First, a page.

Not everyone understands army family life and it’s not easy to explain to your civilian friends what it’s really like. In school, you might be feeling a bit low because one of your parents is away on exercise, or perhaps you’re finding it difficult to make friends in a new location. So what can schools do to help?

We spoke to The Wellington Academy in Wiltshire, where 65 per cent of pupils come from forces families. It’s used money from the MOD’s Education Support Fund to appoint a dedicated Military Service Pupil Premium Co-ordinator, Andrea Bailey, to help look after the academic transition and pastoral needs of the school’s service children. As a former science teacher and part of a military family herself, Andrea is well placed to understand the nuances and demands of forces life. Her role is to look after the emotional wellbeing of children during their school life.

Work has already begun on a communications hub so pupils can stay in touch with family members who are posted abroad and may only be able to speak to each other during the school day.

Best of both

Andrea says: “For many pupils of secondary school age, this could be the fifth or sixth school that they’ve attended in their lifetime. My role is to ease their transition and help to make sure that they are not at an academic disadvantage as a result of their family situation.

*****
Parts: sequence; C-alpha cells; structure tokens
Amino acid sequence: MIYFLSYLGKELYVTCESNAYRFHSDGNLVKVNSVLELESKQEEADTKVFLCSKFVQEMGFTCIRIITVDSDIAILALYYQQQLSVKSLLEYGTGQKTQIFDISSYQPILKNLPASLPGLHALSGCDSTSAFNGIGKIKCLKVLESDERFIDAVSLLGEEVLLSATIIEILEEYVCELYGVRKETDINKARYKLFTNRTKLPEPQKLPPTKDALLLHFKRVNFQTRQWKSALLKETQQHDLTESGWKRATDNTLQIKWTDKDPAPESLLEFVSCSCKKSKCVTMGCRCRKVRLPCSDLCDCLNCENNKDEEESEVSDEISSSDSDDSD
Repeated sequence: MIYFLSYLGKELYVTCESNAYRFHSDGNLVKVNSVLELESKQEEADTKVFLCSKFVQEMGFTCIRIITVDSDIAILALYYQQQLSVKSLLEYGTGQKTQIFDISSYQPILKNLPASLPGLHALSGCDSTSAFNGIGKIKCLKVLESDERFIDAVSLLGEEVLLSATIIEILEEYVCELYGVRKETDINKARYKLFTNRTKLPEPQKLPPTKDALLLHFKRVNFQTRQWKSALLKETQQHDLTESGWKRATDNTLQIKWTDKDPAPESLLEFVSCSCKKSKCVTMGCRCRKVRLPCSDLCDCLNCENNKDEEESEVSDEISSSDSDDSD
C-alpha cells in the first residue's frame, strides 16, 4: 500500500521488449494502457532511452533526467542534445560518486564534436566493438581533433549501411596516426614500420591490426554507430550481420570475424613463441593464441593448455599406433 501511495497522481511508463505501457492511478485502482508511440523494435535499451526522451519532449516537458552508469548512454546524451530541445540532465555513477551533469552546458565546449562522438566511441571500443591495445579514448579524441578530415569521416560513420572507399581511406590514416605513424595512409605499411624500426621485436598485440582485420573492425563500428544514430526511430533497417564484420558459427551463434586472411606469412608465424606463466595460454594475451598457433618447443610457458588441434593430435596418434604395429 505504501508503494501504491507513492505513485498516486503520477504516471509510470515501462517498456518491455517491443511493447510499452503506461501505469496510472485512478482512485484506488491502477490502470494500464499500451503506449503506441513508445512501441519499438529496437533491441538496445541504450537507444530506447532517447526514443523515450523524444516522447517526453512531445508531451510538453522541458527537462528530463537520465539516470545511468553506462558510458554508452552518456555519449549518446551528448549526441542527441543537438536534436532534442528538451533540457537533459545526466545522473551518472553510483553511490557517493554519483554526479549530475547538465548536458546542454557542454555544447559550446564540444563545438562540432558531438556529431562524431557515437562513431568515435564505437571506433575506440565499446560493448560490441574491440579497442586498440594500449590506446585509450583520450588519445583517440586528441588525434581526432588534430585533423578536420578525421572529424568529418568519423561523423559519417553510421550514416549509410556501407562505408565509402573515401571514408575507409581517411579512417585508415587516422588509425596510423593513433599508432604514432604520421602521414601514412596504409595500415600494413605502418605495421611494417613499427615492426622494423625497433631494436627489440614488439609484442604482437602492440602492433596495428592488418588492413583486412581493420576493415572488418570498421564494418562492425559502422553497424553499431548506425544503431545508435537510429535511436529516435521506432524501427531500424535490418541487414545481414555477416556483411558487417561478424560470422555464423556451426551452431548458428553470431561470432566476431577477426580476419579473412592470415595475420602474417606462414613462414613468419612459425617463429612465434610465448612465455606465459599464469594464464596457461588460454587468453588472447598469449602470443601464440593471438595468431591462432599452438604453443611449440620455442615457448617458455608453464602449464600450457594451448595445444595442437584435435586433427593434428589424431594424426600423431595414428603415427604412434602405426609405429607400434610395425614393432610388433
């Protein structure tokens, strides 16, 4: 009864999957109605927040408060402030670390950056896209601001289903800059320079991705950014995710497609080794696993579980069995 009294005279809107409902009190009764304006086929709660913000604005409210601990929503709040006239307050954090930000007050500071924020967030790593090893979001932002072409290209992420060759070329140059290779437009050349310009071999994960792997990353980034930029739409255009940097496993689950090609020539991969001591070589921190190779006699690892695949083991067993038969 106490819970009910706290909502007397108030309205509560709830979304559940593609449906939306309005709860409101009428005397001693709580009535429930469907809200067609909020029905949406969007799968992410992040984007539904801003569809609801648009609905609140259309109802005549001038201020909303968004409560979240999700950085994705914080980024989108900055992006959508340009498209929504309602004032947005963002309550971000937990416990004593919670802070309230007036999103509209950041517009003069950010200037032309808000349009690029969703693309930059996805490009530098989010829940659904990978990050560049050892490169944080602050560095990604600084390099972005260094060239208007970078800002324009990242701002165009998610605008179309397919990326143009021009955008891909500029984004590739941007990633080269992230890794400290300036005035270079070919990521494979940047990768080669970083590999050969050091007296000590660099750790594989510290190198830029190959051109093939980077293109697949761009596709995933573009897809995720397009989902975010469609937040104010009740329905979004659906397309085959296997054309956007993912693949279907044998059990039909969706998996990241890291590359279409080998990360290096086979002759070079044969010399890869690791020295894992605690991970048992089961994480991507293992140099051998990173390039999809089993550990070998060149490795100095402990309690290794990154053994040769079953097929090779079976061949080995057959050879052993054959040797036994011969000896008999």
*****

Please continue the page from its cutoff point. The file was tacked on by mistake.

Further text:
“We will be putting support in place to enhance their progress in their learning, as well as to support their emotional wellbeing and development as young people. For me, this is the best of both worlds – I can focus on doing the fun things with the pupils and know that I’m making a positive impact on their lives.

“Service families live such a unique life and it’s a challenge to understand exactly what the children are going through without first-hand experience. Being a child in a service family can be tough and the resilience of these children never fails to astound me.”

Wellington service pupil Margaret says she’s looking forward to the impact that Andrea will make: “I feel the service pupil co-ordinator will be very good at helping people understand problems with military life.”

Is your child’s school going that extra mile to support its service children? Tell us about it, email

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